However, Google is not the only search engine online. Bing, Yahoo, AOL, Excite, Ask, and DuckDuckGo are just a few competitors in traditional online search. And traditional search is quickly losing ground to virtual assistants like Apple’s Siri and Amazon’s Alexa, especially among younger generations.
In fact, eMarketer found Amazon’s Echo accounts for 70.6% of the voice-enabled speaker market as of April 2017, and massive Black Friday/Cyber Monday discounts have only increased that margin. Navigating the Internet through these digital assistants is becoming more commonplace, and in a mobile-first, IoT world, it’s more important than traditional search.
On top of this, people browse Internet content through mobile apps, smart TVs, video game consoles, and more. Catering to Google is great for the time being, but it’s going to become less and less relevant as time moves forward.
Consider the possible repeal of net neutrality rules by the FCC, which would allow ISPs to throttle competitors and give preferential treatment to their own assets. Yahoo is owned by Comcast. With over 25 million Internet subscribers, Comcast is the largest broadband company in the U.S. The repeal of net neutrality could force its customer base to use Yahoo’s search engine instead of Google. It could happen as soon as next year, making Google-centric SEO efforts much less effective.
4. Tell users to “click here”
One of my biggest pet peeves while browsing the Internet is the term “click here.”
A Google search of the term provides over 50 million results, and the top two are articles explaining why you should never use this anchor text for links.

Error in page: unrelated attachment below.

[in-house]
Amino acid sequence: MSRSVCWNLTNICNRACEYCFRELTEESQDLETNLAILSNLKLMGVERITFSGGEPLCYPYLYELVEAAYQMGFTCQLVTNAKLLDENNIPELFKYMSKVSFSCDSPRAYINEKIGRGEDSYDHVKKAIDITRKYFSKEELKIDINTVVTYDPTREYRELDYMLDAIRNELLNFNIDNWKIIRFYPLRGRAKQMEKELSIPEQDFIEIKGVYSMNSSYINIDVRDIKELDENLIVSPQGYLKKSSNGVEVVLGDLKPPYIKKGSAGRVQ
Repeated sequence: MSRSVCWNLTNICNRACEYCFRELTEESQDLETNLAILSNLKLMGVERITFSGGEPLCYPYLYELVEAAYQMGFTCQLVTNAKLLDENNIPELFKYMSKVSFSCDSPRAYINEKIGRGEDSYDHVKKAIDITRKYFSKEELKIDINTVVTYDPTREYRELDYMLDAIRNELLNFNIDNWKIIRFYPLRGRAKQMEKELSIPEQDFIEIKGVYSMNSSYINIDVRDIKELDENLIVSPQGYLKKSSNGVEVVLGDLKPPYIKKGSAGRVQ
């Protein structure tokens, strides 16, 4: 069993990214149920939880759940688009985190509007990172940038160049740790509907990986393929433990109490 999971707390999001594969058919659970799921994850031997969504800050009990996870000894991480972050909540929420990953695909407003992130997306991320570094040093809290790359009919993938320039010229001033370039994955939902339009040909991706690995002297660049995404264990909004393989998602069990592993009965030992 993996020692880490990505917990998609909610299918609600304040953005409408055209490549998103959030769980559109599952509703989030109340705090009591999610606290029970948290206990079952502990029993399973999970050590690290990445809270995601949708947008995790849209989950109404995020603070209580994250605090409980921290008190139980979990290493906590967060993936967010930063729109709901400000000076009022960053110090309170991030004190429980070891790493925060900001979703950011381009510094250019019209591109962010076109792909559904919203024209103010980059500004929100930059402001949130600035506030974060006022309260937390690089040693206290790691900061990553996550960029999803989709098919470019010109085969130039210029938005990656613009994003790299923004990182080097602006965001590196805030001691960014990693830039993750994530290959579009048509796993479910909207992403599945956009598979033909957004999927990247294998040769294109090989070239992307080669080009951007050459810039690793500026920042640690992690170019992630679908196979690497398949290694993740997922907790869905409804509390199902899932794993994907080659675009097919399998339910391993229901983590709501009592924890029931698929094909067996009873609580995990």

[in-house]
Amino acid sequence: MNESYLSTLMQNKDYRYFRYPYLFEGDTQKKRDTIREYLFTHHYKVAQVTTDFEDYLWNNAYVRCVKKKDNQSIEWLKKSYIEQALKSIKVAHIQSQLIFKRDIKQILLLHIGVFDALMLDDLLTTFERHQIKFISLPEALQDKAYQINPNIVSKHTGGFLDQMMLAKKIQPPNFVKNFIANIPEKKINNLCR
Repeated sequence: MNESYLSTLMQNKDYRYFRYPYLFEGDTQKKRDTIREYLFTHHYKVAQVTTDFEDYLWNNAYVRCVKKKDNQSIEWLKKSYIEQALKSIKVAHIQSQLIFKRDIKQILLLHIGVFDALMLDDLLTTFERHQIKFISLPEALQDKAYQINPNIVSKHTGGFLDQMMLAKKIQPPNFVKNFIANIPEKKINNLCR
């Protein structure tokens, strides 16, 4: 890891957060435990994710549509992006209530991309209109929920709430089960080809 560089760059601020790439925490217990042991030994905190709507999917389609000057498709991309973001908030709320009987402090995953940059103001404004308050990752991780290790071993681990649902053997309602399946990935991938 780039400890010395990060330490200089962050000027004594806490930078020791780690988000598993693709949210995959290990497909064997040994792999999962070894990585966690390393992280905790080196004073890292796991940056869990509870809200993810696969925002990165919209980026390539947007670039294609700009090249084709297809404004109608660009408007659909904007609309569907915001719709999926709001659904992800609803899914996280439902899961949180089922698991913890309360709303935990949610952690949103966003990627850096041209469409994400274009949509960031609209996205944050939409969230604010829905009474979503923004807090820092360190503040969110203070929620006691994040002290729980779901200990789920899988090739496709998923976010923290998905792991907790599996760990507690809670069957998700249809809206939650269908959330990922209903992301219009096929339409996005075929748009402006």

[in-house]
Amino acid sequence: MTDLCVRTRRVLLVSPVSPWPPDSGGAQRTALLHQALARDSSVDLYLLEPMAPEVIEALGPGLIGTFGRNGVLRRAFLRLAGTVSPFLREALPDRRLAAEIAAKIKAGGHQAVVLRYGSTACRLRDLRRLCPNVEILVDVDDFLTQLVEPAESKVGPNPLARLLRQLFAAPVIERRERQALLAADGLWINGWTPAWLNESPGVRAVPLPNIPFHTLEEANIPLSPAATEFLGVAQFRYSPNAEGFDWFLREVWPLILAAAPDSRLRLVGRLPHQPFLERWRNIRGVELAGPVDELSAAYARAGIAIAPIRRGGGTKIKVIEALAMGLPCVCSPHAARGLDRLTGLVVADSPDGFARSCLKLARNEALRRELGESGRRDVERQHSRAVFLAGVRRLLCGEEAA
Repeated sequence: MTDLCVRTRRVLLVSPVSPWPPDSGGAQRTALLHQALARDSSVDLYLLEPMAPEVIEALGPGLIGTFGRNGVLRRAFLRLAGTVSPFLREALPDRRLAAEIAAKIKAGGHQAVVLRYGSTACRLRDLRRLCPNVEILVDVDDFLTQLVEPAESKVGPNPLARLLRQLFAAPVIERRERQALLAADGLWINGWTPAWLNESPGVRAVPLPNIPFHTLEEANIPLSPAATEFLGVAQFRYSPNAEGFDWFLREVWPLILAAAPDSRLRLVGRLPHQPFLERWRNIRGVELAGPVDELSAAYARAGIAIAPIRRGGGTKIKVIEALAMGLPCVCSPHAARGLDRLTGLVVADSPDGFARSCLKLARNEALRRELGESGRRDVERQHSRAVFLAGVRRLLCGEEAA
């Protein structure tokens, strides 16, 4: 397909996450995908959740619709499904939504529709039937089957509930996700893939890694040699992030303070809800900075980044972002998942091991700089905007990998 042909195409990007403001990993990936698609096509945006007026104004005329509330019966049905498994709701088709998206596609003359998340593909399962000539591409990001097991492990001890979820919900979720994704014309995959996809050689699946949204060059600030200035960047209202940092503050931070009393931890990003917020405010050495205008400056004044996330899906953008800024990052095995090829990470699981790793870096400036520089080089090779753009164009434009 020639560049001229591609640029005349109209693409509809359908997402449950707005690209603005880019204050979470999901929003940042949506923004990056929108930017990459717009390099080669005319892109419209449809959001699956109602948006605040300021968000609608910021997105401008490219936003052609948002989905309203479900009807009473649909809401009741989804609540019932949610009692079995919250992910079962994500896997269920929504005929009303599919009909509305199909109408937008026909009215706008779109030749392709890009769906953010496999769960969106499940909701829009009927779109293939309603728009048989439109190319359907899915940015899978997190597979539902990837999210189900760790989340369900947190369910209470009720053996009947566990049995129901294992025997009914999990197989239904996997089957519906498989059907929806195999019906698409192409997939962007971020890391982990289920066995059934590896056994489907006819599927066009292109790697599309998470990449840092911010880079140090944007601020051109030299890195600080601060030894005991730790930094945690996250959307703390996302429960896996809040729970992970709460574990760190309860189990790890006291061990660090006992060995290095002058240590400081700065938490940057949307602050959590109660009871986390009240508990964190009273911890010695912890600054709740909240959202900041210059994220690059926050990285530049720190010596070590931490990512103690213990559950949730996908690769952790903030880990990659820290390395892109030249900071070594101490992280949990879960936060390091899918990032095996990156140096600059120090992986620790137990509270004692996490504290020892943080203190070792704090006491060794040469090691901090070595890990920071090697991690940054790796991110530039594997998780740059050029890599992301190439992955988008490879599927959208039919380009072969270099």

There are several reasons not to do this. The most important of which is contextual linking is an important ranking factor search algorithms consider. If all your inbound and outbound links simply say, “click here,” then it’s very difficult for search engines to know what value you’re providing.
Search Engine Journal recently performed a study that found the most useful anchor text to use for link-building is the actual title of the page you’re linking to. Everyone tells you to avoid referencing Wikipedia, but it’s the top search result for nearly any conceivable subject, so clearly people aren’t practicing what they preach.
Let’s look at how Wikipedia does this with anchor text in its Online Advertising article.
As you can see, hovering over the link for search engine optimization shows an alternate text of “Search engine optimization” that leads to the page for search engine optimization. Both search algorithms and Internet users know that by clicking that link, you’ll be directed to a page about, you guessed it, search engine optimization.
That’s really all there is to SEO and linking. It’s supposed to help navigate both your site and the Internet as a whole, and you’re not helping anyone out by telling them to “click here.” Everyone wants you to click on their page, and what we all need to know is why we should, not just that we should.
SEO isn’t just some black magic. There’s a real method to the madness, and there are ways to make your site more visible to both search engines and visitors. That doesn’t mean these tips and tricks can be used on their own to create an Internet buzz and fill your site with organic search traffic.
What always has and always will drive customers to your website is providing value. Whether it’s information, products, services, or just entertaining ways to kill time, if you build a website that provides legitimate value, it’ll be found by the people that need it. Focus on providing that value first, and make SEO a secondary priority.
And the biggest mistake you’ll ever make is to spend so much time worrying about these SEO semantics that you don’t ever get a website up. Striving for perfection at the expense of actually getting something up where people can see it will cripple your chances. A real website with no SEO will always outperform a perfectly planned site that’s not even online.